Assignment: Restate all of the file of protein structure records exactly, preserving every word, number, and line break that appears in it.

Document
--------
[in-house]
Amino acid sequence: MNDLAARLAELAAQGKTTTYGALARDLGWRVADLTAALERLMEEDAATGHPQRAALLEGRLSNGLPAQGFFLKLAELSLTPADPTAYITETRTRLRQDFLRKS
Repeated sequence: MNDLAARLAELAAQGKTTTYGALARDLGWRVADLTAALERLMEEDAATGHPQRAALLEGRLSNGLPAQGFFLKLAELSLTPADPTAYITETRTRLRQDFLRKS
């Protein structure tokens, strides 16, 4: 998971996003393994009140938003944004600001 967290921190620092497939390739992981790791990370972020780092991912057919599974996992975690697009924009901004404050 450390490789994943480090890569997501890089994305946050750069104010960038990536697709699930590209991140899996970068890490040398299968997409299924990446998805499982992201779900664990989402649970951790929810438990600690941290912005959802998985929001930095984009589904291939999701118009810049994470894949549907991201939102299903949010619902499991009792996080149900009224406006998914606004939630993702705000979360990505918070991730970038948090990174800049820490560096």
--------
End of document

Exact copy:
[in-house]
Amino acid sequence: MNDLAARLAELAAQGKTTTYGALARDLGWRVADLTAALERLMEEDAATGHPQRAALLEGRLSNGLPAQGFFLKLAELSLTPADPTAYITETRTRLRQDFLRKS
Repeated sequence: MNDLAARLAELAAQGKTTTYGALARDLGWRVADLTAALERLMEEDAATGHPQRAALLEGRLSNGLPAQGFFLKLAELSLTPADPTAYITETRTRLRQDFLRKS
């Protein structure tokens, strides 16, 4: 998971996003393994009140938003944004600001 967290921190620092497939390739992981790791990370972020780092991912057919599974996992975690697009924009901004404050 450390490789994943480090890569997501890089994305946050750069104010960038990536697709699930590209991140899996970068890490040398299968997409299924990446998805499982992201779900664990989402649970951790929810438990600690941290912005959802998985929001930095984009589904291939999701118009810049994470894949549907991201939102299903949010619902499991009792996080149900009224406006998914606004939630993702705000979360990505918070991730970038948090990174800049820490560096």